The water, so cold that it nearly hurts, spills relentlessly into a concrete trough from three pipes driven into a hillside near the edge of town.
People have been coming to the trough for at least a century, since horses were watered here and coal miners stopped by to wash off the grime. People still come – because they think the water is healthier, or makes better coffee, or because their utilities were turned off when they couldn’t pay the bills. Or maybe just because it’s what they’ve always done.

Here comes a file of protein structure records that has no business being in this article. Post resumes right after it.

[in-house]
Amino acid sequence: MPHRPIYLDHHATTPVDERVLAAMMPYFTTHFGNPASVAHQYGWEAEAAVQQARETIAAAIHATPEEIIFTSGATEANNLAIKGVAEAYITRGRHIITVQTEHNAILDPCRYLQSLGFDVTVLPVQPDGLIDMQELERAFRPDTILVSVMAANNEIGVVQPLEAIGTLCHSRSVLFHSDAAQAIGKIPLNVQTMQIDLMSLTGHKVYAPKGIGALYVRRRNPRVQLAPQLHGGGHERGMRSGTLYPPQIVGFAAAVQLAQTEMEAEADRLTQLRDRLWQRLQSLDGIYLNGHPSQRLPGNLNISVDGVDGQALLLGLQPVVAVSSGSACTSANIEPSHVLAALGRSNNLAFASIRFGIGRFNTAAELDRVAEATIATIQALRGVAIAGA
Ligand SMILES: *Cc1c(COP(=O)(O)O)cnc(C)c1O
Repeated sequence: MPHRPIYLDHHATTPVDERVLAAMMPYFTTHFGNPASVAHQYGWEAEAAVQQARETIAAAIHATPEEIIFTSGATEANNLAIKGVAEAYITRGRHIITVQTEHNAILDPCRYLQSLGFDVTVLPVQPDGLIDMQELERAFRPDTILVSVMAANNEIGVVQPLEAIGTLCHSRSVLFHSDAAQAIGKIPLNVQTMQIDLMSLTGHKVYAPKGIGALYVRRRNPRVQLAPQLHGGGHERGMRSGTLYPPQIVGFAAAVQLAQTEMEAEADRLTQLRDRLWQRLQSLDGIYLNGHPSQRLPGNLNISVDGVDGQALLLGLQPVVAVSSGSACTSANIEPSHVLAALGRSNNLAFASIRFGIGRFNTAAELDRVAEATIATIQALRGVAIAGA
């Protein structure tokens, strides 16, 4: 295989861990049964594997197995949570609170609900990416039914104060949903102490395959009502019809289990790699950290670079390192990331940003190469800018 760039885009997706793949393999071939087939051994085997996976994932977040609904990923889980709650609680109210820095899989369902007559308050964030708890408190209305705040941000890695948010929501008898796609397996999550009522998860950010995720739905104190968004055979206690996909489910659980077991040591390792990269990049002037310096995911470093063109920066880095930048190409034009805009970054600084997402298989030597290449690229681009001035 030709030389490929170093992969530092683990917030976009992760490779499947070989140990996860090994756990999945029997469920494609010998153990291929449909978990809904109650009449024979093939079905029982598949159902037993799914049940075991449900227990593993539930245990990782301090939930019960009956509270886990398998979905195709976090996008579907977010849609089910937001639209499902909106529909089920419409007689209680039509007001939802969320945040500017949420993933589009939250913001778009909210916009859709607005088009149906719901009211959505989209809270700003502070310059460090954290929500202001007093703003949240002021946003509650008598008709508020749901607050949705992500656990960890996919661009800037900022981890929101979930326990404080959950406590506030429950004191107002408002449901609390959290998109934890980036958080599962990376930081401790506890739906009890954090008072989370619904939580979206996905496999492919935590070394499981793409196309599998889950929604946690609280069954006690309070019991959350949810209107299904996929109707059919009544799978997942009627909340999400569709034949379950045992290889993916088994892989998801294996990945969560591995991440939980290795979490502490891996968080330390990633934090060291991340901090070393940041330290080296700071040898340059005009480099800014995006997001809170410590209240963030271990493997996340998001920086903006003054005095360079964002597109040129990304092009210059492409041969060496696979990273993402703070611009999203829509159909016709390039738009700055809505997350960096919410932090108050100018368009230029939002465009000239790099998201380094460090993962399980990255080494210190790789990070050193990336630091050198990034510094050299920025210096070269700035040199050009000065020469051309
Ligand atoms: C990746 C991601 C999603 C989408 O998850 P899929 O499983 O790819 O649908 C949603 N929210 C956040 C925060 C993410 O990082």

For years, Tarah Nogrady has filled plastic jugs here and lugged them back to a town so small it rarely appears on maps. As she collects water for her four Pekinese dogs waiting in the car, she doesn’t wear a mask, like so many around here. Nogrady doubts that the coronavirus is a real threat – it’s “maybe a flu-type deal,” she says.
It’s a common view in the little towns that speckle the Appalachian foothills of southeast Ohio, where the pandemic has barely been felt. Coronavirus deaths and protests for racial justice — events that have defined 2020 nationwide — are mostly just images on